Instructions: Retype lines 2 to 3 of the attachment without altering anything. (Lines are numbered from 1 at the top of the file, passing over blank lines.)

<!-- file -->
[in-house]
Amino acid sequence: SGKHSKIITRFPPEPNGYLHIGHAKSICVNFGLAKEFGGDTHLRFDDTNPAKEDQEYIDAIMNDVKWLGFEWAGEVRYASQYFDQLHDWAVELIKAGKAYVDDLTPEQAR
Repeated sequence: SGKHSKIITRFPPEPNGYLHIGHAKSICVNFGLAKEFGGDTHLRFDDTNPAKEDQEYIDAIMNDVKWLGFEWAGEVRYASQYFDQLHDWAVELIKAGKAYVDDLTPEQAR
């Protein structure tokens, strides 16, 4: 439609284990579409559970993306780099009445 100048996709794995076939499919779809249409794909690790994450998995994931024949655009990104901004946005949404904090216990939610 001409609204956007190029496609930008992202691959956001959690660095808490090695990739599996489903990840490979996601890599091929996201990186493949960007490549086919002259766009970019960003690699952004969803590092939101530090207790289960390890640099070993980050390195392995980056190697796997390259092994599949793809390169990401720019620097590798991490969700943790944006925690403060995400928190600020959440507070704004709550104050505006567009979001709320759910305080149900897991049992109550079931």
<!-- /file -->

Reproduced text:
Amino acid sequence: SGKHSKIITRFPPEPNGYLHIGHAKSICVNFGLAKEFGGDTHLRFDDTNPAKEDQEYIDAIMNDVKWLGFEWAGEVRYASQYFDQLHDWAVELIKAGKAYVDDLTPEQAR
Repeated sequence: SGKHSKIITRFPPEPNGYLHIGHAKSICVNFGLAKEFGGDTHLRFDDTNPAKEDQEYIDAIMNDVKWLGFEWAGEVRYASQYFDQLHDWAVELIKAGKAYVDDLTPEQAR